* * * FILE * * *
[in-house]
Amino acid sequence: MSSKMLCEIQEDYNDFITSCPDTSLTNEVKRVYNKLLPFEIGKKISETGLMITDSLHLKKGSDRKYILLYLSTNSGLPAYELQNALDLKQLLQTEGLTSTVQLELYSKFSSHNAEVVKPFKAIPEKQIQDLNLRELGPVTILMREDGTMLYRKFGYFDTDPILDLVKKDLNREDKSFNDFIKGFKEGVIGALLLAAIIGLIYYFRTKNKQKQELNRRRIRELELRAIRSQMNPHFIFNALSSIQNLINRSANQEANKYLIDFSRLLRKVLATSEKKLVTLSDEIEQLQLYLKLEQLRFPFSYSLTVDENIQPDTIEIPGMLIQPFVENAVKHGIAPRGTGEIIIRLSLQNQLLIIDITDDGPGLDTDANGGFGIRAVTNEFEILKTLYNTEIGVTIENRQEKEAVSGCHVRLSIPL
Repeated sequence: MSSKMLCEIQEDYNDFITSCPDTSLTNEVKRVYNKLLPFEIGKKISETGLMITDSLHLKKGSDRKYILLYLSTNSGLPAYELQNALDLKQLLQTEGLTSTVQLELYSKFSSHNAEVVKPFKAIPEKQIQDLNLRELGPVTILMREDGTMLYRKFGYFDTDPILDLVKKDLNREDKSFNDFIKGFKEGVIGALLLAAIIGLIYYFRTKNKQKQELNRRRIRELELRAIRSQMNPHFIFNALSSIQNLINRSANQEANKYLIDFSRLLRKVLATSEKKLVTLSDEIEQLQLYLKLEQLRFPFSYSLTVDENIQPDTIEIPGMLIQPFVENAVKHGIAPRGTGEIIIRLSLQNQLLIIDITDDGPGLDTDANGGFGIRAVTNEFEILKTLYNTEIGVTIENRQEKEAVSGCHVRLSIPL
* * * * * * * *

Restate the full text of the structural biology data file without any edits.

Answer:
[in-house]
Amino acid sequence: MSSKMLCEIQEDYNDFITSCPDTSLTNEVKRVYNKLLPFEIGKKISETGLMITDSLHLKKGSDRKYILLYLSTNSGLPAYELQNALDLKQLLQTEGLTSTVQLELYSKFSSHNAEVVKPFKAIPEKQIQDLNLRELGPVTILMREDGTMLYRKFGYFDTDPILDLVKKDLNREDKSFNDFIKGFKEGVIGALLLAAIIGLIYYFRTKNKQKQELNRRRIRELELRAIRSQMNPHFIFNALSSIQNLINRSANQEANKYLIDFSRLLRKVLATSEKKLVTLSDEIEQLQLYLKLEQLRFPFSYSLTVDENIQPDTIEIPGMLIQPFVENAVKHGIAPRGTGEIIIRLSLQNQLLIIDITDDGPGLDTDANGGFGIRAVTNEFEILKTLYNTEIGVTIENRQEKEAVSGCHVRLSIPL
Repeated sequence: MSSKMLCEIQEDYNDFITSCPDTSLTNEVKRVYNKLLPFEIGKKISETGLMITDSLHLKKGSDRKYILLYLSTNSGLPAYELQNALDLKQLLQTEGLTSTVQLELYSKFSSHNAEVVKPFKAIPEKQIQDLNLRELGPVTILMREDGTMLYRKFGYFDTDPILDLVKKDLNREDKSFNDFIKGFKEGVIGALLLAAIIGLIYYFRTKNKQKQELNRRRIRELELRAIRSQMNPHFIFNALSSIQNLINRSANQEANKYLIDFSRLLRKVLATSEKKLVTLSDEIEQLQLYLKLEQLRFPFSYSLTVDENIQPDTIEIPGMLIQPFVENAVKHGIAPRGTGEIIIRLSLQNQLLIIDITDDGPGLDTDANGGFGIRAVTNEFEILKTLYNTEIGVTIENRQEKEAVSGCHVRLSIPL